The Brics group of nations will discuss the feasibility of introducing a common currency and shouldn’t rush any decision, according to South Africa’s foreign minister.
US interest-rate hikes and geopolitical conflicts have pushed up the value of the American currency and all the commodities priced in it, to the detriment of most emerging markets. That’s spurred calls for alternatives to using the greenback as the global trading currency and one option that’s been flighted is for the Brics bloc — which comprises Brazil, Russia, India, China and South Africa — to adopt their own unit. The issue is likely be on the agenda of an Aug. 22 summit of its leaders in Johannesburg.
“I don’t like preempting Brics leaders’ discussions,” South African Minister of International Relations and Cooperation Naledi Pandor said in an interview in Cape Town on Tuesday. “It’s a matter we must discuss and discuss properly. I don’t think we should always assume the idea will work because economics is very difficult and you have to have regard to all countries, especially in a situation of low growth when you are emerging from crises.”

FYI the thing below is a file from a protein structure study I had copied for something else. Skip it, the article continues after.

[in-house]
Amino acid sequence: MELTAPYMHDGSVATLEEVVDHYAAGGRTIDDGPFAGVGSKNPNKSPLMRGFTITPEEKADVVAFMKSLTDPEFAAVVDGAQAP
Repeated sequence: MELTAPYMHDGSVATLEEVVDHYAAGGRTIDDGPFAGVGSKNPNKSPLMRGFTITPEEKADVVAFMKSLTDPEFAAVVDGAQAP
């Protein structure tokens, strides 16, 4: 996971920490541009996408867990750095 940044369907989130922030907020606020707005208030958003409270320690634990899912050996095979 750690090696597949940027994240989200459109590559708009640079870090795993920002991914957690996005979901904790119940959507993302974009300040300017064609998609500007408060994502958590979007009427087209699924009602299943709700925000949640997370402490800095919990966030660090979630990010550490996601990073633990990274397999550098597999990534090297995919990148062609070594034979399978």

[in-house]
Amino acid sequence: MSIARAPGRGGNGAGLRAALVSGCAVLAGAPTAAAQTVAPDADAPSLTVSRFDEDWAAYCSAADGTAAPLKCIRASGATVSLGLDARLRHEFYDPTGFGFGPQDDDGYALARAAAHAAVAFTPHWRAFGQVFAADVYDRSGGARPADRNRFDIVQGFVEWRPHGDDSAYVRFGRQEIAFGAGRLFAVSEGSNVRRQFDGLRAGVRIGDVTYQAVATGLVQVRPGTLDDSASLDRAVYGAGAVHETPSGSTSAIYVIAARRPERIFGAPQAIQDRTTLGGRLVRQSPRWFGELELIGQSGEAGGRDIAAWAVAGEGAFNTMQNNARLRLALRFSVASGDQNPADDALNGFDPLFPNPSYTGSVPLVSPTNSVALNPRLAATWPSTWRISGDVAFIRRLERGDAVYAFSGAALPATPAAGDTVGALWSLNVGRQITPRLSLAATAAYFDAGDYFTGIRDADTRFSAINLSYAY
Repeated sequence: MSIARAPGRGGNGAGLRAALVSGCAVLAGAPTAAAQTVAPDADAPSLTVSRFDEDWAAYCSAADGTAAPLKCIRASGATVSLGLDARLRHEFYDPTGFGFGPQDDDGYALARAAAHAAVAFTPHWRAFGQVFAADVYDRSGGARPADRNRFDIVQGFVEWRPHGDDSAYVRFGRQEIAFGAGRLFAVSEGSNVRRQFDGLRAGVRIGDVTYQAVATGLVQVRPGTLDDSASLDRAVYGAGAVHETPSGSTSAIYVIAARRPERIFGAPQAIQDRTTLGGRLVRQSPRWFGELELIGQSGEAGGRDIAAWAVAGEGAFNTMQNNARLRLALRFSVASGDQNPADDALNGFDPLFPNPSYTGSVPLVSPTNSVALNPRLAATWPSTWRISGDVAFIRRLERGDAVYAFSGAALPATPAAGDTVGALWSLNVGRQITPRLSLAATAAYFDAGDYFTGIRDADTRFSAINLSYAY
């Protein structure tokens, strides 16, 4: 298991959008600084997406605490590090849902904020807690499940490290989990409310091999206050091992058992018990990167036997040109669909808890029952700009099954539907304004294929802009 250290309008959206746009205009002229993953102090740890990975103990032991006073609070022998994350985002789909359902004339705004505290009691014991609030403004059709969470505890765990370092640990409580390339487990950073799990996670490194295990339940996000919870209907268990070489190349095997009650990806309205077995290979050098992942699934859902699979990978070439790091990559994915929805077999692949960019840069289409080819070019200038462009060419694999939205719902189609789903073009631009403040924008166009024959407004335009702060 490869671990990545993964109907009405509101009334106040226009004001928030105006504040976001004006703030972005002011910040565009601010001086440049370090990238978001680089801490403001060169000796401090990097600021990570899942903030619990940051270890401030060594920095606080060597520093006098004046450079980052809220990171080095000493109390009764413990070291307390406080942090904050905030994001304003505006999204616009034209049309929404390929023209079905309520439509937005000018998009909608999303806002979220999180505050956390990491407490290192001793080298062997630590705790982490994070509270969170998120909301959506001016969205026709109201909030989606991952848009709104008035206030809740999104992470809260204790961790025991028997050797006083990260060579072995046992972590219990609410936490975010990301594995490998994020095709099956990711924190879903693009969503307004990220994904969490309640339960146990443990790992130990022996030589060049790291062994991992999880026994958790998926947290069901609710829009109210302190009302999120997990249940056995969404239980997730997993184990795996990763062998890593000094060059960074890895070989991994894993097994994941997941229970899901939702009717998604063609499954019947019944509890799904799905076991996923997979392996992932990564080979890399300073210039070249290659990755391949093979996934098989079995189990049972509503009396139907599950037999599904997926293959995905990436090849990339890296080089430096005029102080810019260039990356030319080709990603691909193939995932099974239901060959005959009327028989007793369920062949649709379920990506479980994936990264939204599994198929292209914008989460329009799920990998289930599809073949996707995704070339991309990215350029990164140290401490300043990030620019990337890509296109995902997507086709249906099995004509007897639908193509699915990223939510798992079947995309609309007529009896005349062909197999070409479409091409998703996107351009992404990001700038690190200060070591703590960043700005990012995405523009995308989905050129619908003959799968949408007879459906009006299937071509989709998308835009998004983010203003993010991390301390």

Brics represents more than 40% of the world’s population and almost a third of global economic output, making it one of the world’s most important economic blocs. Several other nations, including Saudi Arabia and Iran, have expressed interest in joining its ranks.
Brics nations and other countries “are saying why can’t we trade in our own currencies? Why are we committed to trading through the dollar?” Pandor said. “South Africa has an internationally traded currency. However, we hold a lot of debt in dollars so you know we have to approach this discussion responsibly.”
The dollar is likely to remain the dominant currency for a long time, according to Johannesburg-based money managers Vestact.
“No other currency has the recognizability, stability and economic might behind it,” it said in a note to clients. “The only currency that is vaguely close to being able to replace the dollar is the euro.”